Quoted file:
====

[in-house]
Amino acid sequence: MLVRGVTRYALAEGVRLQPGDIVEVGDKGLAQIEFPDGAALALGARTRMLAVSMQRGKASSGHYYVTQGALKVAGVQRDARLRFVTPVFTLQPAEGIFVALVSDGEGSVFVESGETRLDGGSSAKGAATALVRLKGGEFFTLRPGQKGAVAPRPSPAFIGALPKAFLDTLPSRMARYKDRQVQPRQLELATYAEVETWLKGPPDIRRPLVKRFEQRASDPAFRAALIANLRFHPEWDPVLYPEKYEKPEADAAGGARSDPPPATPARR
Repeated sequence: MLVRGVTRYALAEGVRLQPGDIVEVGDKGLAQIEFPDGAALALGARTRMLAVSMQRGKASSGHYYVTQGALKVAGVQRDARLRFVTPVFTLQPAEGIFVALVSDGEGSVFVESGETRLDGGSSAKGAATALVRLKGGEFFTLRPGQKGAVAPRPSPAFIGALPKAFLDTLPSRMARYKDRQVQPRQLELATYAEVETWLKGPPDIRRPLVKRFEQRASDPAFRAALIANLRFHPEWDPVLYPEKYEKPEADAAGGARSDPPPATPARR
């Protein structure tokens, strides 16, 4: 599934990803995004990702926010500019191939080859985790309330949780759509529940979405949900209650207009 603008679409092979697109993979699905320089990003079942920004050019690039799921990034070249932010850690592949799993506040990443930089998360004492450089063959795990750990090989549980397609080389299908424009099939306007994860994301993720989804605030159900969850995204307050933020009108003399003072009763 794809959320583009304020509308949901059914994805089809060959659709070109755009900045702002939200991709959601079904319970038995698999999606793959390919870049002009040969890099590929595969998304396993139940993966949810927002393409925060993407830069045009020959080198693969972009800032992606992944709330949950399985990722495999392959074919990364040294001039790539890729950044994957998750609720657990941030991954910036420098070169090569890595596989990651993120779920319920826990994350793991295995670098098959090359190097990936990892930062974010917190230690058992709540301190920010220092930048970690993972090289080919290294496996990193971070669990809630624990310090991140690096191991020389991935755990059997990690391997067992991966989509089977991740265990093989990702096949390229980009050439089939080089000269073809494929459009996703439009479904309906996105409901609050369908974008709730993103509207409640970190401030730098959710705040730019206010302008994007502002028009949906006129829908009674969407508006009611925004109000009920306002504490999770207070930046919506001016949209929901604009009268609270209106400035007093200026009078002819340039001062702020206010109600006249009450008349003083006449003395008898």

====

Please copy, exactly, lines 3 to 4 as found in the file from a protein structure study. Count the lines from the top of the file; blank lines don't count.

Repeated sequence: MLVRGVTRYALAEGVRLQPGDIVEVGDKGLAQIEFPDGAALALGARTRMLAVSMQRGKASSGHYYVTQGALKVAGVQRDARLRFVTPVFTLQPAEGIFVALVSDGEGSVFVESGETRLDGGSSAKGAATALVRLKGGEFFTLRPGQKGAVAPRPSPAFIGALPKAFLDTLPSRMARYKDRQVQPRQLELATYAEVETWLKGPPDIRRPLVKRFEQRASDPAFRAALIANLRFHPEWDPVLYPEKYEKPEADAAGGARSDPPPATPARR
């Protein structure tokens, strides 16, 4: 599934990803995004990702926010500019191939080859985790309330949780759509529940979405949900209650207009 603008679409092979697109993979699905320089990003079942920004050019690039799921990034070249932010850690592949799993506040990443930089998360004492450089063959795990750990090989549980397609080389299908424009099939306007994860994301993720989804605030159900969850995204307050933020009108003399003072009763 794809959320583009304020509308949901059914994805089809060959659709070109755009900045702002939200991709959601079904319970038995698999999606793959390919870049002009040969890099590929595969998304396993139940993966949810927002393409925060993407830069045009020959080198693969972009800032992606992944709330949950399985990722495999392959074919990364040294001039790539890729950044994957998750609720657990941030991954910036420098070169090569890595596989990651993120779920319920826990994350793991295995670098098959090359190097990936990892930062974010917190230690058992709540301190920010220092930048970690993972090289080919290294496996990193971070669990809630624990310090991140690096191991020389991935755990059997990690391997067992991966989509089977991740265990093989990702096949390229980009050439089939080089000269073809494929459009996703439009479904309906996105409901609050369908974008709730993103509207409640970190401030730098959710705040730019206010302008994007502002028009949906006129829908009674969407508006009611925004109000009920306002504490999770207070930046919506001016949209929901604009009268609270209106400035007093200026009078002819340039001062702020206010109600006249009450008349003083006449003395008898």